When children have difficulty focusing their attention, schoolwork and friendships can suffer. David Life and Shannon Gannon of Jivumukti Yoga believe that providing children with calming activities, such as the practice of holistic yoga or mindfulness, can improve their ability to calm the mind and bring higher levels of concentration into focus–while also improving general health. You can teach your child some simple yoga techniques and other exercises to help with concentration.
Provide your child a quiet space where they can sit comfortably without distractions, such as her bedroom, your master bedroom or in your backyard.
Ask your child to close his eyes and rub one drop lavender essential oil onto the underside of each of his wrists. Lavender essential oil has been shown to promote calm and can be used as an olfactory trigger when your child needs to focus his attention, according to Jeanne Rose's "The Aromatherapy Book".
Set the timer for three minutes and instruct your child to breath in deeply through her nose and out through her mouth. The ability to slow the breath with full abdominal breathing provides the brain with oxygen rich blood. If you don't have a timer, watch a clock and gently ring a bell at the end of three minutes.
As your child breathes, have him picture the number one in his mind as he inhales. Upon his exhale he will repeat the image of the number one. With each inhale and exhale he will imagine the remaining numbers two through 10. When he has reached 10, the process is reversed from nine through one. Have your child slowly continue this process until three minutes has passed. The practice of yogic mindfulness helps to train the mind to eliminate past and future which brings calm and focus to the mind.
As your child's patience and ability to focus increases, increase the time spent in yogic meditation until she can sit mindfully breathing for 15 to 30 minutes each day.
Find ways for your child to use up excess energy, to prevent him from becoming restless when he needs to sit still and focus his attention. Walk your child to school, give him chores at home or sign him up for a sports program. Before your child sits down at home to work on school work, encourage him to do some jumping-jacks or jog in place to burn up some energy.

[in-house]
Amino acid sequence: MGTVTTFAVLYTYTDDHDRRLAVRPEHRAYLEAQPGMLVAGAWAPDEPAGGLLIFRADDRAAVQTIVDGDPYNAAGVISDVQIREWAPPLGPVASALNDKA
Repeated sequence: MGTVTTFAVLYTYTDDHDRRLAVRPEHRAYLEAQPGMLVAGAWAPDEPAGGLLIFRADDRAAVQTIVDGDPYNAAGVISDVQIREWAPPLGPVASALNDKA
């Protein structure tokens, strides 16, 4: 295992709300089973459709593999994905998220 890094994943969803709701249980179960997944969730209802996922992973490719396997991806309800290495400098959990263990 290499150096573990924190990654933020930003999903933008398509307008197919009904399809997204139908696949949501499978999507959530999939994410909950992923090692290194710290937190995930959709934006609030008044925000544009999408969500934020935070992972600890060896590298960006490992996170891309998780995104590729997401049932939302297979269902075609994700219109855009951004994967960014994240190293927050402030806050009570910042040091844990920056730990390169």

Eliminate as many distractions as possible. At home, keep the television turned off and take electronics away when you child needs to concentrate. Don't allow electronics, such as cell phones or tablets, to be taken to school with your child.
Help your child stay organized at school by providing him with a notebook or calendar to keep track of assignments and projects in. Encourage your child to make himself notes and to-do lists to stay focused.
Give your child breaks during homework time, so that he can get up to move around and maybe even get something to drink. Having short breaks can prevent your child from getting distracted and improve focus.
Praise your child for doing well and concentrating in school and at home. You could even give him small rewards for appreciation of his hard work.
Adding a rainbow spectrum of color or a word such as "Peace", "Hope" or any other gently encouraging word is an acceptable replacement for counting while focusing on breath.
As your child improves, you can provide her with a small handkerchief that has five drops of lavender essential oil on it to take to school. Instruct her to smell the handkerchief as a cue to remind her brain to focus during activities such as reading, math or exams.
Look for a kid-appropriate yoga class or video to further encourage improved mental focus. If you think your child may have a mental health complication, such as ADHD, contact your health care provider to ensure your child receives the care she may need.
Ensure that your child doesn't feel that he is being punished for inattentiveness. The practice of mindfulness can only be effective if it is viewed as a positive practice that he will enjoy throughout the years. You can increase a positive view of the ability to focus attention by taking the time to practice mindfulness yourself to provide a model that he can embrace. Children are much more likely to do the activities they see their role models practicing